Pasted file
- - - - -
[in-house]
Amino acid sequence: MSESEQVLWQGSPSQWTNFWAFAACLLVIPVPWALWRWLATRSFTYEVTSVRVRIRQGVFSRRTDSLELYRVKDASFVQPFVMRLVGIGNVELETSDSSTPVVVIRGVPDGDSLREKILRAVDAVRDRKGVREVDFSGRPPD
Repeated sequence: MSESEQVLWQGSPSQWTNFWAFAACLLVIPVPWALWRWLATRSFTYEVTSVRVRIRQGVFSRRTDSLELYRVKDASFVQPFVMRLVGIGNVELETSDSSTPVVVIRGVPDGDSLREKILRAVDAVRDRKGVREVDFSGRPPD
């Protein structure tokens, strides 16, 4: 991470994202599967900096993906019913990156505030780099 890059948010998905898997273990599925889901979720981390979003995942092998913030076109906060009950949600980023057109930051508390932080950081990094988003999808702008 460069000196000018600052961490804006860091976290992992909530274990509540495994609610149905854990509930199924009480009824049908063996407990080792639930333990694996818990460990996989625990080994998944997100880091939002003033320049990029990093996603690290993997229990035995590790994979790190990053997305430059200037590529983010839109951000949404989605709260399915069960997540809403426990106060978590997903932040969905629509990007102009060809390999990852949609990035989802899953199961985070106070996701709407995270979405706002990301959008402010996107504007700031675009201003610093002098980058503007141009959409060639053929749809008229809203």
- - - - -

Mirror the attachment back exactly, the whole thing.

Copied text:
[in-house]
Amino acid sequence: MSESEQVLWQGSPSQWTNFWAFAACLLVIPVPWALWRWLATRSFTYEVTSVRVRIRQGVFSRRTDSLELYRVKDASFVQPFVMRLVGIGNVELETSDSSTPVVVIRGVPDGDSLREKILRAVDAVRDRKGVREVDFSGRPPD
Repeated sequence: MSESEQVLWQGSPSQWTNFWAFAACLLVIPVPWALWRWLATRSFTYEVTSVRVRIRQGVFSRRTDSLELYRVKDASFVQPFVMRLVGIGNVELETSDSSTPVVVIRGVPDGDSLREKILRAVDAVRDRKGVREVDFSGRPPD
């Protein structure tokens, strides 16, 4: 991470994202599967900096993906019913990156505030780099 890059948010998905898997273990599925889901979720981390979003995942092998913030076109906060009950949600980023057109930051508390932080950081990094988003999808702008 460069000196000018600052961490804006860091976290992992909530274990509540495994609610149905854990509930199924009480009824049908063996407990080792639930333990694996818990460990996989625990080994998944997100880091939002003033320049990029990093996603690290993997229990035995590790994979790190990053997305430059200037590529983010839109951000949404989605709260399915069960997540809403426990106060978590997903932040969905629509990007102009060809390999990852949609990035989802899953199961985070106070996701709407995270979405706002990301959008402010996107504007700031675009201003610093002098980058503007141009959409060639053929749809008229809203």